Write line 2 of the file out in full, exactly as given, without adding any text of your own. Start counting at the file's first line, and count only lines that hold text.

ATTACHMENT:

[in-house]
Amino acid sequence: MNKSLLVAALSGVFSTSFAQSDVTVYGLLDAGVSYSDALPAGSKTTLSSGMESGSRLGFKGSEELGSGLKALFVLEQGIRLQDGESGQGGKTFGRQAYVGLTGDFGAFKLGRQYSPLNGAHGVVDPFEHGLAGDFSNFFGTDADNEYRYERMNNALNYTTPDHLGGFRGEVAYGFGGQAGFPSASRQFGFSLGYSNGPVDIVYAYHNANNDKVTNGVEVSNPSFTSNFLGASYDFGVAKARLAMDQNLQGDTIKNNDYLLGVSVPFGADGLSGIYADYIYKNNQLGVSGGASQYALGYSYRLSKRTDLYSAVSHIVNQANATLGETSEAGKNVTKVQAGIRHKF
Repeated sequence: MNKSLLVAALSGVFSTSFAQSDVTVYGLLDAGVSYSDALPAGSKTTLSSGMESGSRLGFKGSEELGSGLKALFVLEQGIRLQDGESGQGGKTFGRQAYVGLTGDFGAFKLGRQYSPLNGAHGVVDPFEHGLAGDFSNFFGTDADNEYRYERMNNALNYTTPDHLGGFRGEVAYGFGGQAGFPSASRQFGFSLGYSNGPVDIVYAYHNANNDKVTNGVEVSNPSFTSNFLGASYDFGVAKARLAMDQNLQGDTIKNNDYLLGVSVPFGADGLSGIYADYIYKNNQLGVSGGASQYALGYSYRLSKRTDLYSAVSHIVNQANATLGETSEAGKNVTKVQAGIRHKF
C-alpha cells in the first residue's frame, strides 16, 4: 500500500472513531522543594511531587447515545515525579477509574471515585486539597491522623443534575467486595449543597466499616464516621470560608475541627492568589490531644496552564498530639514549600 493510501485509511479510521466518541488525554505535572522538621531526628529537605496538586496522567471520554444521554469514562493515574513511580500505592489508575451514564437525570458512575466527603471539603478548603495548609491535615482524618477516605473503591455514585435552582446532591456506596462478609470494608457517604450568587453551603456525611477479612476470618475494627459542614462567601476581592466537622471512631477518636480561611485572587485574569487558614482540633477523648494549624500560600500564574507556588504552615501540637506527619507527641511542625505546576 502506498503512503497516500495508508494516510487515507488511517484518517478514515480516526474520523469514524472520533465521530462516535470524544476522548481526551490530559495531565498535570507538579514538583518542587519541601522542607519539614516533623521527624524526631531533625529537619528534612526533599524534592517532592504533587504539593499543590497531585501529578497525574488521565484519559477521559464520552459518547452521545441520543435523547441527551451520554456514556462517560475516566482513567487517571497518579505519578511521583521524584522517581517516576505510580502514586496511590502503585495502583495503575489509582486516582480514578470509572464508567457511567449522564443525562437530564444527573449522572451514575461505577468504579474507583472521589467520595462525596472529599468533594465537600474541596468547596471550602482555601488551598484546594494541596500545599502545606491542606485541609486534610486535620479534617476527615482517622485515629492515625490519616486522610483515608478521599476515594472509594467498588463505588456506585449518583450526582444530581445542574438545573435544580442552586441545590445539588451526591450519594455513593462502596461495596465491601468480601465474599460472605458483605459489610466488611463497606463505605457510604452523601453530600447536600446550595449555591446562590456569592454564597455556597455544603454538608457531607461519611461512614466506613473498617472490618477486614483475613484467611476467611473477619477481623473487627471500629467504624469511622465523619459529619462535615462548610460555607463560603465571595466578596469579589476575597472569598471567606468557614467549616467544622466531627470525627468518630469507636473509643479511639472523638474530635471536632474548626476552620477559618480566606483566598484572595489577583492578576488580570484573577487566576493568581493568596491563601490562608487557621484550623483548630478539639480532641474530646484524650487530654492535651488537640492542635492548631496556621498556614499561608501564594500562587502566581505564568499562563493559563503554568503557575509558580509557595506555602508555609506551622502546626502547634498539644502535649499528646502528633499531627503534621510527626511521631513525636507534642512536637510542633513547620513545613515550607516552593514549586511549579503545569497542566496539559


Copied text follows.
Amino acid sequence: MNKSLLVAALSGVFSTSFAQSDVTVYGLLDAGVSYSDALPAGSKTTLSSGMESGSRLGFKGSEELGSGLKALFVLEQGIRLQDGESGQGGKTFGRQAYVGLTGDFGAFKLGRQYSPLNGAHGVVDPFEHGLAGDFSNFFGTDADNEYRYERMNNALNYTTPDHLGGFRGEVAYGFGGQAGFPSASRQFGFSLGYSNGPVDIVYAYHNANNDKVTNGVEVSNPSFTSNFLGASYDFGVAKARLAMDQNLQGDTIKNNDYLLGVSVPFGADGLSGIYADYIYKNNQLGVSGGASQYALGYSYRLSKRTDLYSAVSHIVNQANATLGETSEAGKNVTKVQAGIRHKF